An article was published today in the Weekend Edition of the Wall Street Journal on the rise of the Cuban art scene internationally. Many of the paintings were very impressive, especially the scenic paintings of Tomas Sanchez. In the article, the looming chance of change in Cuban-American relations were discussed and the reporter claimed that much of this is dependent on the positions of the presidential candidates:
Market watchers expect American demand for Cuban art to surge if travel or trade restrictions are loosened through diplomatic talks between Cuba's new president, Raul Castro, and the next U.S. president. The likelihood of that scenario could depend on who is elected to the U.S. presidency in November. Last month at a debate, Illinois Sen. Barack Obama said that if elected, he would meet Mr. Castro "without preconditions," though he would first seek "preparations," including progress in Cuba on human rights. Sen. Hillary Clinton said at the debate that she would push for reform in Cuba but only meet with Mr. Castro if there were evidence of changes there. Republican Sen. John McCain has consistently said that he wouldn't hold diplomatic talks with Mr. Castro.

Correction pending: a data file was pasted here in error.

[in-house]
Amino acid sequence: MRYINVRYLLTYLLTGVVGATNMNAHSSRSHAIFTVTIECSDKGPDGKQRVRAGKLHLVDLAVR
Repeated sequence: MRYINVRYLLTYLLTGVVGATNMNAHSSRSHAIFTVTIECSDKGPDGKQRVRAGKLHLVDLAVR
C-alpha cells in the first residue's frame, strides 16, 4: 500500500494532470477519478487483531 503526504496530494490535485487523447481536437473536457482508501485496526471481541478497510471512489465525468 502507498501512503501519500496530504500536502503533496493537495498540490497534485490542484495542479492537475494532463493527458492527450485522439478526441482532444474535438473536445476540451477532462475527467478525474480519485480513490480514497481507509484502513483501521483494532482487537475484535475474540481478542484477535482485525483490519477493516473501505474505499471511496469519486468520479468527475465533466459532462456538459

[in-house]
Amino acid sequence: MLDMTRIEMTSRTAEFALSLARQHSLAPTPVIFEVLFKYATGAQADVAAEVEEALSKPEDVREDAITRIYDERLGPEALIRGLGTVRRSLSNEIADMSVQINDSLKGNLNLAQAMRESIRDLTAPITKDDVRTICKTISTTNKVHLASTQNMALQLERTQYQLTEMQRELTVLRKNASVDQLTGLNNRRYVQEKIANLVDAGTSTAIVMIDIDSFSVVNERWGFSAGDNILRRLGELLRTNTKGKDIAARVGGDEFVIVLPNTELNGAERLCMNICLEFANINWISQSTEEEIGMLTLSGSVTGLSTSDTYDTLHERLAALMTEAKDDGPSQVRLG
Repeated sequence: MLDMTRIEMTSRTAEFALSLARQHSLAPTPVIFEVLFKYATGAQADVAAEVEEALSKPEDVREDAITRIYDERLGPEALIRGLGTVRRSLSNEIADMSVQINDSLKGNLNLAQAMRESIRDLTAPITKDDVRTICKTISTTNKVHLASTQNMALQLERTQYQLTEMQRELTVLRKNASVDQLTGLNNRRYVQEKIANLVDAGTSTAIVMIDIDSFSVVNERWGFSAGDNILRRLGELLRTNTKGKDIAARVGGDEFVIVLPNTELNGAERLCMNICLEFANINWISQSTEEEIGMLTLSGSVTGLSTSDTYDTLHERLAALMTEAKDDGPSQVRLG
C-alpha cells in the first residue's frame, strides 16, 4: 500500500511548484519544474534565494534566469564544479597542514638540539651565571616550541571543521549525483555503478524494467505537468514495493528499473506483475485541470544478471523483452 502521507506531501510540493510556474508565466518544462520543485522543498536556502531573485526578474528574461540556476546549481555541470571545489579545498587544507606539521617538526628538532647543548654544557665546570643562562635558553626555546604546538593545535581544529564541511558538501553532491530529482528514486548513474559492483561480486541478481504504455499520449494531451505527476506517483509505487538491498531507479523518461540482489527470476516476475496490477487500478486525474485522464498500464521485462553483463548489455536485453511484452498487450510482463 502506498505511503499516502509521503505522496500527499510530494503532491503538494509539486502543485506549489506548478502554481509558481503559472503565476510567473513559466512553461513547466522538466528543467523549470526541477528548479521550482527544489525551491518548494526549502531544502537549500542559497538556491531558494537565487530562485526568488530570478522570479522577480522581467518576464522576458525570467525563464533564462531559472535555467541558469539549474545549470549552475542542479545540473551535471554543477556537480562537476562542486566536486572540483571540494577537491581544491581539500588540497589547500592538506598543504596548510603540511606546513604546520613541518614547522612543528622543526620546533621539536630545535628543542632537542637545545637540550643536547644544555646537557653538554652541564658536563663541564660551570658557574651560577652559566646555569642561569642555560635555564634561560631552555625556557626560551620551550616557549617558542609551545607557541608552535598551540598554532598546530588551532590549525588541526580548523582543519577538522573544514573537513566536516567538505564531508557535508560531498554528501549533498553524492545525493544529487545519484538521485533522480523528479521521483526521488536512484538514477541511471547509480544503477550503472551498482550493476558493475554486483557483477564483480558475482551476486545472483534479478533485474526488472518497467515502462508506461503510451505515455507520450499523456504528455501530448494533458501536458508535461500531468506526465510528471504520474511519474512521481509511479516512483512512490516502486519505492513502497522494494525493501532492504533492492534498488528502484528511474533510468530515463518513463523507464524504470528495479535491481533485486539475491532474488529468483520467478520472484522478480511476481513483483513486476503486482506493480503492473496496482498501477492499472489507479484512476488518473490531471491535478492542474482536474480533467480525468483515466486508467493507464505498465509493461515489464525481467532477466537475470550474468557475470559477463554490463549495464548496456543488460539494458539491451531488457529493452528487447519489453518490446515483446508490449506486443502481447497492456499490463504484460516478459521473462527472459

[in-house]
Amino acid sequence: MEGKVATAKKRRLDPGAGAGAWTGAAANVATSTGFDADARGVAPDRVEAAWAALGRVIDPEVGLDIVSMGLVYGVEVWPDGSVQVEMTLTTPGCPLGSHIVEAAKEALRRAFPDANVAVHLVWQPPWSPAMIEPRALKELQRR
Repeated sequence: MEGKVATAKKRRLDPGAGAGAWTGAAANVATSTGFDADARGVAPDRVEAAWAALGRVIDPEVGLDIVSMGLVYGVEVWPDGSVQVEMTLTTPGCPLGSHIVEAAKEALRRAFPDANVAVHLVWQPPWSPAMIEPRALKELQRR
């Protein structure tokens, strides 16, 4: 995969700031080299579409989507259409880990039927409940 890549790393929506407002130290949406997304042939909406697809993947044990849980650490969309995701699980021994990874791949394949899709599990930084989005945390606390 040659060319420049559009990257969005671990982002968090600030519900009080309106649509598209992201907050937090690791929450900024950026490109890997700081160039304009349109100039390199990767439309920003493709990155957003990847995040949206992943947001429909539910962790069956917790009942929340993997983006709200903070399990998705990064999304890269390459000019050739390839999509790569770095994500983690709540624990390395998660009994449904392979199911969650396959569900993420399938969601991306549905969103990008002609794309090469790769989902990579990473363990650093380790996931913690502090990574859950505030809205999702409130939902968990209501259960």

Of those positions, the one I lean towards is that of Hillary Clinton. There is a great deal of culture in Cuba, with great music, art, literature and food, all of which I would someday like to be exposed to. We shouldn't drop everything and embrace Raul Castro, but I think we should try to push for change and be willing to talk, with a good dose of skepticism to keep us grounded. If we were able to ally ourselves with dissidents in Cuba (which there must be a few in the government that would feel more free to open their mouths if they knew America would help keep them free of persecution), it could help bring about neoliberal change in the country. Change in Cuba would be a great move towards pushing back the wave of neocommunism in countries like Venezuela and Bolivia.